Meet the Writer is a feature for which I interview authors who identify as women. We talk less about a single book or work and more about where they’ve been and how their lives affect their writing. Today, please welcome Linda Wisniewski. Most recently, she is the author of the memoir Off Kilter: A Woman’s Journey to Peace with Scoliosis, Her Mother, & Her Polish Heritage. On her website, Wisniewski describes herself as a writer, memoir teacher, knitter, quilter, happy trail walker. I was surprised to learn she also has a piece in An Anthology of Babes, which I reviewed way back in 2013 when I started Grab the Lapels!
Grab the Lapels: What was the first piece of writing you did that you remember being happy with?
Linda Wisniewski: That’s easy! It was an essay I wrote in primary school that won a contest sponsored by Monks’ Bread. I wrote about how important bread was to life. It still amazes me what a deep thinker I was as a kid. The prize? A coupon for a free loaf of bread made by contemplative Trappist monks in upstate New York. The company is still around; they have a great website and they now make biscotti. Excuse me while I place an order.
GTL: What did you want to be when you grew up, and does this choice influence your writing today?
LW: Like many little girls growing up in the 1950s, I wanted to be a “private secretary.” My little sister and I spent hours walking around the house with sharpened pencils and paper, taking dictation. The living room was our office where we sat on the sofa with play telephones on our laps, taking calls. I still like pencils, which I buy at museum gift shops whenever I get a chance. The dictation now comes from the stories I see all around me, my own and those of other women I’d like to lift up in my own way: the little-known women, the “secretaries” of the world who quietly serve others and are the backbones of many of our families. I wrote about some of those women in Off Kilter, and they comprise the major characters in my forthcoming novel, Where the Stork Flies.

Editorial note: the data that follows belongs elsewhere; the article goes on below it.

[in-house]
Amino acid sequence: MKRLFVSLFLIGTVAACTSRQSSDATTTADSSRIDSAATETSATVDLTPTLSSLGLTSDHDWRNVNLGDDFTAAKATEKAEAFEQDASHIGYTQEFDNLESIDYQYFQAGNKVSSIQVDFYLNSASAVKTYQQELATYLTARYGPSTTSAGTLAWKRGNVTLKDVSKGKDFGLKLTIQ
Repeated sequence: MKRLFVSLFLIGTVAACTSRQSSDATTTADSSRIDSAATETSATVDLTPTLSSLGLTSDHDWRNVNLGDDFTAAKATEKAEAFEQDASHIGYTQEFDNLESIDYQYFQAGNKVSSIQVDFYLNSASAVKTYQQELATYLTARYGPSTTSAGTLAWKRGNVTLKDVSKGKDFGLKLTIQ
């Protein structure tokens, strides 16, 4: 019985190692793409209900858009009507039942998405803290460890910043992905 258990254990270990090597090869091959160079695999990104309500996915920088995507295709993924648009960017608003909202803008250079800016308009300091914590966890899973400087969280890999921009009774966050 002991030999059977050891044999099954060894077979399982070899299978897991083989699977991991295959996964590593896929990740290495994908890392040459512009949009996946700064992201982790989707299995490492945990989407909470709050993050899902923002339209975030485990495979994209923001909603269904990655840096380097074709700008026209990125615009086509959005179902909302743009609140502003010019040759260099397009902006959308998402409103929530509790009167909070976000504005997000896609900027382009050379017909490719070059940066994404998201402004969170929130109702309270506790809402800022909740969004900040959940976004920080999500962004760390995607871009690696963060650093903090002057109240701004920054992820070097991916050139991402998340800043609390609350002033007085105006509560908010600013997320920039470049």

Some of my favorite essays I’ve had published tell the stories of women who influenced, encouraged, and supported me: my grandmothers, aunts, and inspiring teachers. These strong women rarely think of themselves as important. My writing mission is to shine a light on them.
GTL: Are there aspects of your writing that readers might find challenging to them?
LW: Off Kilter was hard for some of my family and friends to read, because it contains some of the most difficult episodes of my childhood. I never urge them to read it and accept it when they tell me they cannot. Today, I might add a “trigger warning” for those who might be re-traumatized by revisiting family dysfunction. I have read memoirs that are much sadder and more graphic in their depiction of verbal and emotional abuse, and while I might not call them enjoyable reading, they are quite satisfying. The authors inspire me with their ability to turn a harsh reality into beautiful prose that is a work of art. Mary Karr’s The Liars’ Club and Tara Westover’s Educated come to mind. That said, readers who stuck with Off Kilter to the end say my journey to create my own happiness inspired them.
GTL: What is your writing process like? Which do you favor, starting or revising?
LW: Oh, revising, for sure! That’s when the fun starts for me. My husband is a potter and I once asked him, during a difficult writing period, if he ever threw away anything he made. “All the time,” he said in a flash, as if it didn’t matter to him. That moment made me realize I didn’t have to save everything I wrote, nor did I have to make a piece work just because I’d started it once or twice. My process is now akin to his: throw the material in front of you (his on the wheel, mine on the page) and shape it. “Throwing it” for me is putting words on paper or computer screen as they come.